Rolling Stone’s Jeff Goodell reports that President Obama is preparing to reject the Keystone XL oil pipeline, even though the State Department has twice concluded that its construction would have negligible effects on carbon dioxide emissions. How might he pull that off? Goodell points to one option: rewriting history.
“Five years ago, it would have gone through without comment,” the piece quotes former Obama adviser Heather Zichal saying. But, Goodell writes,
A few things happened that prevented that: Republicans tried to bully it through, which grabbed the attention of activists in Nebraska and elsewhere, who made the pipeline a litmus test of the president’s commitment to ending our dependence on fossil fuels.
This version of history is half true, at best. Yes, environmental groups have taken an issue of scant importance to the climate and irrationally pushed it to the center of the country’s global warming debate. But the anti-Keystone movement was well-established by late 2010; environmental groups pitched me and The Post around then. Sure, some Republicans in Congress did things like send letters to the State Department supporting the project — and some Democrats did the same questioning it — but they did not really try to “bully it through” until well into 2011, finally approving a Keystone XL amendment to an important payroll tax bill by late in that year. Yes, Republican meddling made the situation worse. But, at that point, the activist movement against the pipeline had extremely vocal for a very long time, both in Nebraska and nationally, and even if it had not been, the Republicans’ move would not have validated the unrelated reasoning behind the anti-KXL movement.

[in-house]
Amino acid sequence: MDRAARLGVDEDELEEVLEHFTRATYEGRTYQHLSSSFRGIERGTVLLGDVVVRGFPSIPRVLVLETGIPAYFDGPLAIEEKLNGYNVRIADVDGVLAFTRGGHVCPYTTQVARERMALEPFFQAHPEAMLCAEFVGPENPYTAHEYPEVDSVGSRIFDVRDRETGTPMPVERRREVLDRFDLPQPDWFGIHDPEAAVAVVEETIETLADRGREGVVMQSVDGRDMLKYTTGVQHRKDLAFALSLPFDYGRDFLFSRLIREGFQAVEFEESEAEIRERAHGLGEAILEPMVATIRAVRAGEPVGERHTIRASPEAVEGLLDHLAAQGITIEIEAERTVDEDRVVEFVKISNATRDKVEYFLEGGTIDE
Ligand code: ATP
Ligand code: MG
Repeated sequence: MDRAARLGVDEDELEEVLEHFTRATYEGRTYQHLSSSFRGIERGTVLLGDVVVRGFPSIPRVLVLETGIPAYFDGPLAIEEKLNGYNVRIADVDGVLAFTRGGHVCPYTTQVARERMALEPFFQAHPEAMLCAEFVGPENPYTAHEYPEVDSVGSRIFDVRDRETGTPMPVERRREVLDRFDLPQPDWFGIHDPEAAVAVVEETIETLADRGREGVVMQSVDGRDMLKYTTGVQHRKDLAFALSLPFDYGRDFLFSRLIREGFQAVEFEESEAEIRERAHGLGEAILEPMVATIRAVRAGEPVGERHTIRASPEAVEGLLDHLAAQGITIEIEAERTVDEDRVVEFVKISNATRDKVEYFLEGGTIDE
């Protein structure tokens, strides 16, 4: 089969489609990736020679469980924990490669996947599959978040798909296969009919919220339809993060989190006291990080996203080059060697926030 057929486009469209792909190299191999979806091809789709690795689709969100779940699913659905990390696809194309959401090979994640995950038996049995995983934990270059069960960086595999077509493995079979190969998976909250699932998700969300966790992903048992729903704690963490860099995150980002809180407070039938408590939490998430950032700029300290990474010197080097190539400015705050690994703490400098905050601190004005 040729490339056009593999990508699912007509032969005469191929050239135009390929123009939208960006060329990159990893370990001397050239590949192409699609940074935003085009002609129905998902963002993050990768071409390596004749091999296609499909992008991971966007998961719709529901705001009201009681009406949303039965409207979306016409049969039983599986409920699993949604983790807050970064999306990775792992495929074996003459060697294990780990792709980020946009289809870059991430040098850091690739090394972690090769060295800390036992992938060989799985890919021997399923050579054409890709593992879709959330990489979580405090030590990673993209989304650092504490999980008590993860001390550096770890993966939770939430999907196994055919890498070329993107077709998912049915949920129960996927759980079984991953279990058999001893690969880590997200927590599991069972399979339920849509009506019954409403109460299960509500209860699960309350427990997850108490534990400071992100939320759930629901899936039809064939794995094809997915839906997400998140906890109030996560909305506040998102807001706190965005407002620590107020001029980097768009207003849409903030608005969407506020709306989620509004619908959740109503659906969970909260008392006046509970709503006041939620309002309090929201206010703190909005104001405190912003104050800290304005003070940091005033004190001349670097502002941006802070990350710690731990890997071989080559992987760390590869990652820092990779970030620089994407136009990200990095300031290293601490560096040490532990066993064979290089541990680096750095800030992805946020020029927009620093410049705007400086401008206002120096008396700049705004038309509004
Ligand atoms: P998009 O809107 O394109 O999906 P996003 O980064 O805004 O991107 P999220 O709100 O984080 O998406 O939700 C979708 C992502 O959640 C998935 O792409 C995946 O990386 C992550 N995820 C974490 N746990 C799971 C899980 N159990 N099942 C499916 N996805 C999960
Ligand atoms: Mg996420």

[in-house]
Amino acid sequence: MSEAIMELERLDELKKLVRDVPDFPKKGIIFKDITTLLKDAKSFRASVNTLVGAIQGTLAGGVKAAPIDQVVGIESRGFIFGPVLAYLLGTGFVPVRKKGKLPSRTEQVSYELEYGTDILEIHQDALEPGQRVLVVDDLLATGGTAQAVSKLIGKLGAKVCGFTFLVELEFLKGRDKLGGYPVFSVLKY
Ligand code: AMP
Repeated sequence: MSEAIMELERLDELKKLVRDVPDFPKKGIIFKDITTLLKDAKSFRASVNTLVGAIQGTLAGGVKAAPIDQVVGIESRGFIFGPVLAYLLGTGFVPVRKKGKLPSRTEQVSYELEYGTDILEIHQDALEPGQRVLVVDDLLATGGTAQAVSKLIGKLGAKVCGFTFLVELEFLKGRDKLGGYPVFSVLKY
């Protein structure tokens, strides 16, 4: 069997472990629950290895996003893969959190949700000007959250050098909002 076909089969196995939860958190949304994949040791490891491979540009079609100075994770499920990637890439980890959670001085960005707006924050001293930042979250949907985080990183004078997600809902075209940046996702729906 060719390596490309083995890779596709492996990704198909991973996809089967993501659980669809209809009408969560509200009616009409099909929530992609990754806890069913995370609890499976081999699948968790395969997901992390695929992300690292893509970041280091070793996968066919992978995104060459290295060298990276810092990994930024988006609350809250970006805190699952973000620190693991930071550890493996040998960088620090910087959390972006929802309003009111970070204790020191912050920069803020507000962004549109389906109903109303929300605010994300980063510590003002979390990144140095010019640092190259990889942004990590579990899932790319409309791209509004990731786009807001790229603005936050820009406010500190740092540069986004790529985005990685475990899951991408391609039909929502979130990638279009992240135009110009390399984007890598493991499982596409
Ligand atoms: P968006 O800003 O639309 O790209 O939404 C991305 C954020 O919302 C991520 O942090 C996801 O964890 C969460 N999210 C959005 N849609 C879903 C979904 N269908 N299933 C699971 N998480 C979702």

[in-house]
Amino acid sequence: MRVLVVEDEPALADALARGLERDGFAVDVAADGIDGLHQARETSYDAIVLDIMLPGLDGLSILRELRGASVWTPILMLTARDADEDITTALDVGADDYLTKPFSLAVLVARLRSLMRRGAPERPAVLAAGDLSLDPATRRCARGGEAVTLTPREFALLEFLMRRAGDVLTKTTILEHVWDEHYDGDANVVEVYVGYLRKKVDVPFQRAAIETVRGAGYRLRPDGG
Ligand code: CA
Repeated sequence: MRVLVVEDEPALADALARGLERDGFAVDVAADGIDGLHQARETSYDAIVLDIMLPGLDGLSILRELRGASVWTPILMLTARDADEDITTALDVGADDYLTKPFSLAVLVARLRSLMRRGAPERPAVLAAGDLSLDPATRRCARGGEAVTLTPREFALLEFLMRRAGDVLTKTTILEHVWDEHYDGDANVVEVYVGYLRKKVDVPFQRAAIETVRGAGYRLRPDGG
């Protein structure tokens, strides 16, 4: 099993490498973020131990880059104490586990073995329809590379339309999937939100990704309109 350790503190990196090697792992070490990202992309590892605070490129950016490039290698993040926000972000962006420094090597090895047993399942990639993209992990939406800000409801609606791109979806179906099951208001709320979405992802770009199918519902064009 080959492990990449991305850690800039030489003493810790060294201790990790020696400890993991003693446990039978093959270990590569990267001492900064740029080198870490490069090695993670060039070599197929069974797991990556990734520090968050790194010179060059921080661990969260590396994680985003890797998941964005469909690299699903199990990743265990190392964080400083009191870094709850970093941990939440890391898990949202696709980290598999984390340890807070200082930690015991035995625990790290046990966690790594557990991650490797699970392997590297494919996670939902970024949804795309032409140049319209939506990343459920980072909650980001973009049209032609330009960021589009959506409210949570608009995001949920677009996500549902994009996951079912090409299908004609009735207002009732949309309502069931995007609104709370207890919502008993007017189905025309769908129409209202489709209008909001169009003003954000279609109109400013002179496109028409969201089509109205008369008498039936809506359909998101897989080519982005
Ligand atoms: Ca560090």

The Keystone XL pipeline is a terrible litmus test for determining people’s seriousness about global warming, yet some environmentalists have made it a matter of clan loyalty. It is easy — easier, I would say — to consider the pipeline issue a routine infrastructure question that became a bizarre distraction while favoring strong, unrelated national policies that would really cut into US carbon dioxide emissions. Environmentalists tout the symbolic power of the anti-pipeline movement to rouse a certain set of activists. But they discount the fact that they are alienating others who want the same essential result — a meaningful reduction in greenhouse emissions. I am not interested in, let alone fired up about, using public policy to entertain the excesses of some in or sympathetic to the environmental movement. Neither should President Obama. And he certainly cannot do so and then blame Republicans.
Stephen Stromberg is a Post editorial writer, specialising in domestic policy, including energy, the environment, legal affairs and public health. This post originally appeared in The Washington Post.
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